By Carol O’Meara, CSU Extension Horticulture Entomologist, Boulder County
When insects sing their summer songs, love rises to a crescendo in the garden. Valentines day can’t hold a candle to the trills, chirps, clicks and drums that form a symphony of sound in the height of heat. Who are these plaintive lovers singing for romance? Bend an ear to the different calls and you’ll find love comes on many splendored wings.
Dog Day Cicadas (Tibicen spp.) are well known for the band-saw-like serenades of males advertising their appeal. Resting on branches, occasionally sucking sap from twigs, the males call by vibrating a membrane, called a tymbal, in their abdomens.
The females pass judgment on male suitability by the quality of their song, but how they can distinguish one male’s notes from another is baffling when they sing in unison. Buzzing in concert with each other, male cicada song can be very loud, occasionally rising to shrieking pitch before quieting down.
Cicadas are often confused with locusts, but have a squat body with wide-set eyes and large, clear wings. You’ll find them gathered on trunks and tree branches late in summer.
Some insects use their wings in a modified version of a violin, holding one wing aloft while drawing the other over it. The wing acts as an amplifier, channeling sound into the night air to woo females close. Snowy tree crickets (Oecanthus fultoni) are one of the most beloved night singers in the region.
Thanks to Hollywood movies using their song as the epitome of night sound, these rarely seen crooners hang out in trees, shrubbery and vines. Chirping in concert with the heat, their song becomes faster as temperatures rise. Clinging to the undersides of leaf or branch, snowy tree crickets blend into surrounding vegetation and are difficult to spot. Look for pale green crickets with long antennae whenever you hear their call. Listen to it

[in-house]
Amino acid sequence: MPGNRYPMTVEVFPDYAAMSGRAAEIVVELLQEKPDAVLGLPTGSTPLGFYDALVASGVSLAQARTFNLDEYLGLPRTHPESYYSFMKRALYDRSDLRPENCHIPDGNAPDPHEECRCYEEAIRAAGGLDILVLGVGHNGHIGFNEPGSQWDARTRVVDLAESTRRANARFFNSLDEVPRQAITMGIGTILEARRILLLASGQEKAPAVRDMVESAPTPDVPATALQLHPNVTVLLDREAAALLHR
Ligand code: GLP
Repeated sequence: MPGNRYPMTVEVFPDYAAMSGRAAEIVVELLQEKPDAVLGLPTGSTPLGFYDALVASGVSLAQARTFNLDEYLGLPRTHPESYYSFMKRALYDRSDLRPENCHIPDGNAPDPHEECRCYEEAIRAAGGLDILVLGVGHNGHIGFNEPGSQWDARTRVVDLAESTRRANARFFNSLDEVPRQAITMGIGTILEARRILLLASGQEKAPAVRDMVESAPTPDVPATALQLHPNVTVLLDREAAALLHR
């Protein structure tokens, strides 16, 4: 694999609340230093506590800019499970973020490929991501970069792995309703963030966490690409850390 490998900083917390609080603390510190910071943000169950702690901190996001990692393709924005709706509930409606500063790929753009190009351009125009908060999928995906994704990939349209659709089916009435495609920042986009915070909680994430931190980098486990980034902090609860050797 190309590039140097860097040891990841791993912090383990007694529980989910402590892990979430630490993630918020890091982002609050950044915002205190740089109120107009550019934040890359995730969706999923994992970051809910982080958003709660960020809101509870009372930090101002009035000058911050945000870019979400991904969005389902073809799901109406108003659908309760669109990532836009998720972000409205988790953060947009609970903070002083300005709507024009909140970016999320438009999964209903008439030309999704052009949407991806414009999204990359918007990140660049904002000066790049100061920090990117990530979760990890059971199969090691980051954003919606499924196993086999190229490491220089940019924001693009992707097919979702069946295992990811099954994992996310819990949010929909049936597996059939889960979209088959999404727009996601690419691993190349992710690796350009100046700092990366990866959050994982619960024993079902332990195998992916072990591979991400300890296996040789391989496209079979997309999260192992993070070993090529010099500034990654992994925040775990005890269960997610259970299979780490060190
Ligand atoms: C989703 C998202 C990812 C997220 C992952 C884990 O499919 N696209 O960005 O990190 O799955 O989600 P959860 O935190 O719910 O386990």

at the Singing Insects of North America site, buzz.ifas.ufl.edu/585a.htm.
True Katydids (Pterophylla camellifolia) are newcomers to the Front Range music scene, bringing with them a unique file-on-metal sound females find irresistible. These raspy voiced Romeos are laid back musicians, slow moving and loath to fly, and can be found in the tops of deciduous trees. Singing solo, their song is often slow and easy, but in chorus the tempo is more upbeat with nearby males playing off one another to form a quick tune.
To find them, look for tall, narrow, green insects resembling a leaf.
Many arthropods use drumbeats from foot or abdomen to pound the earth and gain attention, including wolf spiders, Mormon crickets, or grasshoppers. Their repertoire isn’t limited to simple beats; some use a combination of taps and rubs that keep up a percussive rhythm. The garden should be very quiet to hear this sound and many in urban or suburban yards will miss it altogether due to background noise.
No concert is complete without a diva, and female Culex tarsalis mosquitoes are headliners of sound. When Culex enters the summer stage, she sets off a whine no male can ignore. Using her wings to belt out a song, the female draws crowds of hopeful suitors to her side, where they form a cloud-like entourage to follow her about.
Like most prima donnas, gardeners would be better off without the antics of female mosquitoes, but they are a staple of summer evenings and serve a purpose in the larger food chain. If you choose to search for summer songsters, take precautions against being bitten by wearing long sleeves and slacks while out after dusk, and use repellants if they don’t cause you allergic reactions.